And oh, there are such tales to tell, from food fights with L.A. Punks and smackdowns with L.A. Police. We'll crawl through the Sewers of Paris, tattle on the Ivar Theater, and get the lowdown on Tom's legendary performances at the Wiltern and elsewhere. Before departing for points rural, Tom left his mark all over L.A., from Francis Ford Coppola's Zoetrope Studios to Sunset Sound to Skid Row. We'll show you where Tom found his true love and collaborator, Kathleen Brennan, and how all the pieces came together to transform a drunken, desperate singer into the multi-faceted, multi-media artist he'd become.

Raised near San Diego, Tom Waits launched his musical career in L.A., signing with David Geffen's Asylum Records in 1972, living at the raunchy Tropicana Hotel (where he sawed off the kitchen drain board so his piano would fit), and building a reputation as a songwriter willing to risk his own health and sanity to get inside the sad sack characters that peopled songs like "The Piano Has Been Drinking (Not Me)," "On The Nickel" and "Pasties And A G-string (At The Two O'clock Club)."

By 1980, Tom was 31 and starting to feel the effects of his hard living. While scoring the music to Francis Ford Coppola's "One From The Heart," he met Kathleen Brennan, whose influence would completely transform his life and his art. After a whirlwind courtship the pair married and began a 28-year creative and personal partnership, beginning with the revolutionary album "Swordfishtrombones," the subject of tour host David Smay's recent book.

 

"Crawling Down Cahuenga" spans Tom's personal city, from The Nickel (aka Skid Row) to once-ratty West Hollywood, favorite strip clubs and midnight diners, recording studios, night clubs, record labels and film studios, before rolling back downtown via the filming location of Waits' "In The Neighborhood" video.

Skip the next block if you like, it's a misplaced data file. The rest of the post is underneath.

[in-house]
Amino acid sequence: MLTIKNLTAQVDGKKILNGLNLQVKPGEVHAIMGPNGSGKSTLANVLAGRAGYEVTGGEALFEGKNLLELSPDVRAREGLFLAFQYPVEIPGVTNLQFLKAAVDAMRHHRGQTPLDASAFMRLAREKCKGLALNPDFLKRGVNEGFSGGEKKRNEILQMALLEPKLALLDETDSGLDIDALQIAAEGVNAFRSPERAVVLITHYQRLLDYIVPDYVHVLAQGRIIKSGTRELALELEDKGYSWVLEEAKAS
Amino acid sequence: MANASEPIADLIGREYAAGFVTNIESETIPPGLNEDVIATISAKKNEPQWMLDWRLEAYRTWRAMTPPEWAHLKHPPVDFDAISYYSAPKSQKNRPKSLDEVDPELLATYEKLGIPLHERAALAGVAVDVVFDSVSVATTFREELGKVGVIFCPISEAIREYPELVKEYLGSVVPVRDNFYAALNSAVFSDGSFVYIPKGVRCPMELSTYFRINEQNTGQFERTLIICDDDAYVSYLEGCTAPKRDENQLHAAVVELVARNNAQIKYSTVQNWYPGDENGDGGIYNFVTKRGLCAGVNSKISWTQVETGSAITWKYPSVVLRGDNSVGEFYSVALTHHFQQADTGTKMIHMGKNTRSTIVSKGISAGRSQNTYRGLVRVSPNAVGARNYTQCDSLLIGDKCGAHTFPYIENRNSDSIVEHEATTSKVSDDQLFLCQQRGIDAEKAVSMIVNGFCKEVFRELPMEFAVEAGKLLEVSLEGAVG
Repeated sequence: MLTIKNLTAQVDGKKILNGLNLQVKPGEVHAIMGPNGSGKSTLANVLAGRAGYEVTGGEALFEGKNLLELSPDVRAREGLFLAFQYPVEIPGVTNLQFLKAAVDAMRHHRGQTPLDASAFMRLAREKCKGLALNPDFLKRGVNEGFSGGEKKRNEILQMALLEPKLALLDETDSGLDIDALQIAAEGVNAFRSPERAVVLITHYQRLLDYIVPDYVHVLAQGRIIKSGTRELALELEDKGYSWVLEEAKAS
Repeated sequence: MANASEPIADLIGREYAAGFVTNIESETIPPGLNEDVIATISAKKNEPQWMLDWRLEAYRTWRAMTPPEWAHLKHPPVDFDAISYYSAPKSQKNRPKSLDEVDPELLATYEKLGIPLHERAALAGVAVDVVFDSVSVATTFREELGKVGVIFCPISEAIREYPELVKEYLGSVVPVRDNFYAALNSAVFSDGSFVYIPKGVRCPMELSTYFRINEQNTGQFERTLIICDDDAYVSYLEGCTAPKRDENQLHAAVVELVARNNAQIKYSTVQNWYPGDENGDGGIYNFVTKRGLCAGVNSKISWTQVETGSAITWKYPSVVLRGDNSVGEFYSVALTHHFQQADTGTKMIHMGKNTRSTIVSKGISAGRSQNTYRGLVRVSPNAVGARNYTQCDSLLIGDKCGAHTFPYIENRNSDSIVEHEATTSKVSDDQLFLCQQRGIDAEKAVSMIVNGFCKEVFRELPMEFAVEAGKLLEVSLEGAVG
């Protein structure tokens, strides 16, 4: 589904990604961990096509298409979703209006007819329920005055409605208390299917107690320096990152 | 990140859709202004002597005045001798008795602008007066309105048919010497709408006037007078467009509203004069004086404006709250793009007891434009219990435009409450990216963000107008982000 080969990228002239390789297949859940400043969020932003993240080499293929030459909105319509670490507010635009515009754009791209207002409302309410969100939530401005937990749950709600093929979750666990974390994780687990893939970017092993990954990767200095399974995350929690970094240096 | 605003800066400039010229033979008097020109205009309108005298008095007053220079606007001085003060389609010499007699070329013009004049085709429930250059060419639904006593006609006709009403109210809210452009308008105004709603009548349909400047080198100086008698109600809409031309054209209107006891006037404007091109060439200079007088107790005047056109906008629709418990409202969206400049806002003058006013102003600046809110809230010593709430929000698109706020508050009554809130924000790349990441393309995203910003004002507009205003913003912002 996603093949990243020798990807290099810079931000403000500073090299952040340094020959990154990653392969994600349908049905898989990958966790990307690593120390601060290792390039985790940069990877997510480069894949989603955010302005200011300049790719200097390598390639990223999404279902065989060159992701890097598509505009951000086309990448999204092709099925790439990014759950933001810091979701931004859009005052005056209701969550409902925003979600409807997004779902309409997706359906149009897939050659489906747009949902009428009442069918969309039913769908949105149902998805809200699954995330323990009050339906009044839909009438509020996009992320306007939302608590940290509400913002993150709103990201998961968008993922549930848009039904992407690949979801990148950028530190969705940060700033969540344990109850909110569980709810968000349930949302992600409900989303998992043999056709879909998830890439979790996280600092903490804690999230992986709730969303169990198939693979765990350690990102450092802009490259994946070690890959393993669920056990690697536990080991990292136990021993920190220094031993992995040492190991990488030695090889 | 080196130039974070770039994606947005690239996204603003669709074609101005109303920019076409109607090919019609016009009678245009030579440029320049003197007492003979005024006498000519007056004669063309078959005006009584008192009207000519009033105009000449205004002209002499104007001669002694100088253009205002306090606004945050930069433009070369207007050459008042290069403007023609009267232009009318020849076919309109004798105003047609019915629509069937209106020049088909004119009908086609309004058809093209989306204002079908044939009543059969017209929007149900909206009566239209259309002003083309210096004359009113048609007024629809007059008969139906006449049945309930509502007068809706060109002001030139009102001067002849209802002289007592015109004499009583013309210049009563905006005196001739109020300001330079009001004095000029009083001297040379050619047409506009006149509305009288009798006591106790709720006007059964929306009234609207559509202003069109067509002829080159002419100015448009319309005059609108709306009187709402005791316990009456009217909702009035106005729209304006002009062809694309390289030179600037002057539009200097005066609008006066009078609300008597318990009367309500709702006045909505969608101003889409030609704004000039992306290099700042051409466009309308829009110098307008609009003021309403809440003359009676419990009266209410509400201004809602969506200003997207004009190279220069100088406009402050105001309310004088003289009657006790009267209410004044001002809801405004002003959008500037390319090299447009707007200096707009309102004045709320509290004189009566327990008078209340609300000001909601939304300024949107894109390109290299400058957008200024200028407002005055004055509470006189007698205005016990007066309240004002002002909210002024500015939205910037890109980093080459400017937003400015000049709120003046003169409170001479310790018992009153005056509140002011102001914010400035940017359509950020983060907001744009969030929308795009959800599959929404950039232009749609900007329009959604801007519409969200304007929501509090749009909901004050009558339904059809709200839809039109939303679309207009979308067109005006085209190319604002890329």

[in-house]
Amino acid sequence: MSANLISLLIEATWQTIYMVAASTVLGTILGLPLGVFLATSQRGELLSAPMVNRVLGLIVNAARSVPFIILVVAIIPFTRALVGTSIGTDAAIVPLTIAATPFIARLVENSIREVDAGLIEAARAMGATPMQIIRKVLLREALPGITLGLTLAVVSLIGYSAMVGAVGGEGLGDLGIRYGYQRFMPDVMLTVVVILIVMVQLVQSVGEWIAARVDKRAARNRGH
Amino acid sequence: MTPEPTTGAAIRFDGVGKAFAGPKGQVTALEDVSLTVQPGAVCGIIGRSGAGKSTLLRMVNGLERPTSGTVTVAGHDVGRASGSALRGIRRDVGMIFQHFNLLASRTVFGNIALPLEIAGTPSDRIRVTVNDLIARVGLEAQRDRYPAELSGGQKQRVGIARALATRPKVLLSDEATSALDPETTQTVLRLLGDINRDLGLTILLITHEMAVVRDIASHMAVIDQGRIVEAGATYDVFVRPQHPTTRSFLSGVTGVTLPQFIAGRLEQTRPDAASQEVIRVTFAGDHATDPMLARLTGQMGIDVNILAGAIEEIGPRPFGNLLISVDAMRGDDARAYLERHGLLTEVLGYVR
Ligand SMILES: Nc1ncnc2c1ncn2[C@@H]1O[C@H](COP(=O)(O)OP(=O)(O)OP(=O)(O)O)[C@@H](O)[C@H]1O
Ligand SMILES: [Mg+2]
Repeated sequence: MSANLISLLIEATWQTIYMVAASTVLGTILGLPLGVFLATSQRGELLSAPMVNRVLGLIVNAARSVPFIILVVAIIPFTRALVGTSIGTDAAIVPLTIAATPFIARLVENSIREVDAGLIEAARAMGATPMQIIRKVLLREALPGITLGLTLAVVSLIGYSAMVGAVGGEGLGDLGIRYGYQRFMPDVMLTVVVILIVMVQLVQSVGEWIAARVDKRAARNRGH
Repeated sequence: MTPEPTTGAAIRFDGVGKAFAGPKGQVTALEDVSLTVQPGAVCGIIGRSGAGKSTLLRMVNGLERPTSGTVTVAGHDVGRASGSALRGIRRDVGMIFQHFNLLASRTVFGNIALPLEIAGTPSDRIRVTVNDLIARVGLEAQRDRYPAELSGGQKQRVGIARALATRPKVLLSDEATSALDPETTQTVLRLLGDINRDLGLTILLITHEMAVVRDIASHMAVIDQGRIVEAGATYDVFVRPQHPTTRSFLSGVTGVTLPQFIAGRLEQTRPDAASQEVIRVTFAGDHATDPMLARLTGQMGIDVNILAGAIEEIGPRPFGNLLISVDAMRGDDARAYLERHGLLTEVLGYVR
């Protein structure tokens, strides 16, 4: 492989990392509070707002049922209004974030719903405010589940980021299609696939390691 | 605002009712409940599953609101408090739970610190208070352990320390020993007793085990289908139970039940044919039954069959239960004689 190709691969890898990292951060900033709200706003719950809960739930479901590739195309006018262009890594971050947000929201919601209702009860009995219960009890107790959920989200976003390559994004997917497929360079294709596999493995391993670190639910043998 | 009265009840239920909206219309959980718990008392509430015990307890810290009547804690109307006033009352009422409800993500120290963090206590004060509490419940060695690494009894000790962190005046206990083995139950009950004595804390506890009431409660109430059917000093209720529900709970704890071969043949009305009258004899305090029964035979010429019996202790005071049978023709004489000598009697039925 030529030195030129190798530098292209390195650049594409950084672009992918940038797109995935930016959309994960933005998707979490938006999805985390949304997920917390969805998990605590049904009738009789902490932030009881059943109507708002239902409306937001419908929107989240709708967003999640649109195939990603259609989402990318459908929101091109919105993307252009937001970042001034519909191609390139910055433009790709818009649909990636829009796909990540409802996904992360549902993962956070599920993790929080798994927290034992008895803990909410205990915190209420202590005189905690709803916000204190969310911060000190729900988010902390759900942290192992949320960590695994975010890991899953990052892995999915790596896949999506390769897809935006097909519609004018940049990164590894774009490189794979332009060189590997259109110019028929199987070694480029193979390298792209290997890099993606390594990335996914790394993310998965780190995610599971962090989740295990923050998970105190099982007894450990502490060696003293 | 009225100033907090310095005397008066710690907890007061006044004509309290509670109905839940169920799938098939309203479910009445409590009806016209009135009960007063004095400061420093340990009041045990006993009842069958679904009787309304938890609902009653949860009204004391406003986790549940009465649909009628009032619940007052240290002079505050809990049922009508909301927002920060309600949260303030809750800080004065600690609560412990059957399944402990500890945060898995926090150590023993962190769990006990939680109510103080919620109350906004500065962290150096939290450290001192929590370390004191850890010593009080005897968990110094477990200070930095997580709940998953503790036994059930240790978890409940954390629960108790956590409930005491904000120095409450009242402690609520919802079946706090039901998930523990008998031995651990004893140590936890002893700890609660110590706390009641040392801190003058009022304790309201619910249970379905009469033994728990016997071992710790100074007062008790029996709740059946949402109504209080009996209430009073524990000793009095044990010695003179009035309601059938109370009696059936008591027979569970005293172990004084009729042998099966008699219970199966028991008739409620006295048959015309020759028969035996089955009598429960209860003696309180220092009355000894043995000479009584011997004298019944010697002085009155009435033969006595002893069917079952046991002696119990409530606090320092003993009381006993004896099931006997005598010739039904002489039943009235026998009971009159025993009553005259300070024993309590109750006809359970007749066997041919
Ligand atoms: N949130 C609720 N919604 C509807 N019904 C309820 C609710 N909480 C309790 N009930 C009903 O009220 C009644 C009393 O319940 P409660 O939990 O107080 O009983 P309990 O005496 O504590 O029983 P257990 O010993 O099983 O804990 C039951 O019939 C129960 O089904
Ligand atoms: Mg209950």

ABOUT THE HOSTS: Longtime collaborators David Smay and Kim Cooper co-edited the books "Bubblegum Music is the Naked Truth" ("quite simply the most fun music book I have ever read." -Bucketfull of Brains) and "Lost in the Grooves: Scram's Capricious Guide to the Music You Missed" ("the perfect book for the advanced record collector" -Ear Candy) before penning their solo 33 1/3 series books on Tom Waits and Neutral Milk Hotel. Kim gives Esotouric's rock history and true crime tours. David Smay lives in San Francisco, where he is working on a history of the Beats.

20 Years After: Charles Bukowski Memorial Gathering

Henry Charles Bukowski (August 16, 1920 – March 9, 1994)

You are cordially invited to join with friends, fans and followers of Charles Bukowski on the 20th anniversary of his death for an evening of poems, toasts and memories.

The evening is hosted by Richard Schave (Esotouric’s Haunts of a Dirty Old Man bus tour & the De Longpre bungalow preservation campaign) and will include readings from five notable Los Angeles poets and friends of the late writer: Dan Fante, S.A. Griffin, Suzanne Lummis, Joan Jobe Smith and Fred Voss.

The location for this free event is the King Eddy Saloon, a location celebrated in the fiction of Bukowski’s idol, John Fante, and located smack on The Nickel, where the young Bukowski came to learn about the world of men. The formal program is scheduled to run from 6:00 - 7:30pm, after which you are encouraged to remain and talk Bukowski into the night.

The Orange and the Dream of California